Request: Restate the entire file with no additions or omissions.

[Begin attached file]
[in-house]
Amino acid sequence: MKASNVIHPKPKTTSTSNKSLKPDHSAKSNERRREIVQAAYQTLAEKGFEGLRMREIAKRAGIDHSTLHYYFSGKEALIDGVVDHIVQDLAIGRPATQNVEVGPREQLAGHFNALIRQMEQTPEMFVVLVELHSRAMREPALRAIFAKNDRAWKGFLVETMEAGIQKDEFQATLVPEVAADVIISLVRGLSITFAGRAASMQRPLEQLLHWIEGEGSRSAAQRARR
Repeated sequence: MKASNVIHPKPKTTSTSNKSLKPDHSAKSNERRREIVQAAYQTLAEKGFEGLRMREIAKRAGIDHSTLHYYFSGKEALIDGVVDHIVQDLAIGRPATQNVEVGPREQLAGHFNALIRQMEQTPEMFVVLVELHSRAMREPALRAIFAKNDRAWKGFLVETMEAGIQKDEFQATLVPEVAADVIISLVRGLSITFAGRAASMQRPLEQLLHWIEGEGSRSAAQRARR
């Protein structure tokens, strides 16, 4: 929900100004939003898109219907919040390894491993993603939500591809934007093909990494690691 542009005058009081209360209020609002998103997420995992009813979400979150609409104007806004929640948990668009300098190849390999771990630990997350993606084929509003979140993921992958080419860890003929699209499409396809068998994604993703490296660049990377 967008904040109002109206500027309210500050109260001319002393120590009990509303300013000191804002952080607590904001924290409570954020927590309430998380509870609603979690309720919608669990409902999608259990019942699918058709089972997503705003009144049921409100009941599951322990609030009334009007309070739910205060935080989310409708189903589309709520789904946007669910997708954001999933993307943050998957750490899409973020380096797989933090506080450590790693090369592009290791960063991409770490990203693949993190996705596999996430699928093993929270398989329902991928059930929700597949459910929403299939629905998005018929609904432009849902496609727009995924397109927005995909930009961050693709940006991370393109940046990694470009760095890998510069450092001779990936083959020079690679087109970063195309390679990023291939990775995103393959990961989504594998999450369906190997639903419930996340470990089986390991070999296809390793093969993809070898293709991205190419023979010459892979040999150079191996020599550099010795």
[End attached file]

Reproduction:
[in-house]
Amino acid sequence: MKASNVIHPKPKTTSTSNKSLKPDHSAKSNERRREIVQAAYQTLAEKGFEGLRMREIAKRAGIDHSTLHYYFSGKEALIDGVVDHIVQDLAIGRPATQNVEVGPREQLAGHFNALIRQMEQTPEMFVVLVELHSRAMREPALRAIFAKNDRAWKGFLVETMEAGIQKDEFQATLVPEVAADVIISLVRGLSITFAGRAASMQRPLEQLLHWIEGEGSRSAAQRARR
Repeated sequence: MKASNVIHPKPKTTSTSNKSLKPDHSAKSNERRREIVQAAYQTLAEKGFEGLRMREIAKRAGIDHSTLHYYFSGKEALIDGVVDHIVQDLAIGRPATQNVEVGPREQLAGHFNALIRQMEQTPEMFVVLVELHSRAMREPALRAIFAKNDRAWKGFLVETMEAGIQKDEFQATLVPEVAADVIISLVRGLSITFAGRAASMQRPLEQLLHWIEGEGSRSAAQRARR
């Protein structure tokens, strides 16, 4: 929900100004939003898109219907919040390894491993993603939500591809934007093909990494690691 542009005058009081209360209020609002998103997420995992009813979400979150609409104007806004929640948990668009300098190849390999771990630990997350993606084929509003979140993921992958080419860890003929699209499409396809068998994604993703490296660049990377 967008904040109002109206500027309210500050109260001319002393120590009990509303300013000191804002952080607590904001924290409570954020927590309430998380509870609603979690309720919608669990409902999608259990019942699918058709089972997503705003009144049921409100009941599951322990609030009334009007309070739910205060935080989310409708189903589309709520789904946007669910997708954001999933993307943050998957750490899409973020380096797989933090506080450590790693090369592009290791960063991409770490990203693949993190996705596999996430699928093993929270398989329902991928059930929700597949459910929403299939629905998005018929609904432009849902496609727009995924397109927005995909930009961050693709940006991370393109940046990694470009760095890998510069450092001779990936083959020079690679087109970063195309390679990023291939990775995103393959990961989504594998999450369906190997639903419930996340470990089986390991070999296809390793093969993809070898293709991205190419023979010459892979040999150079191996020599550099010795």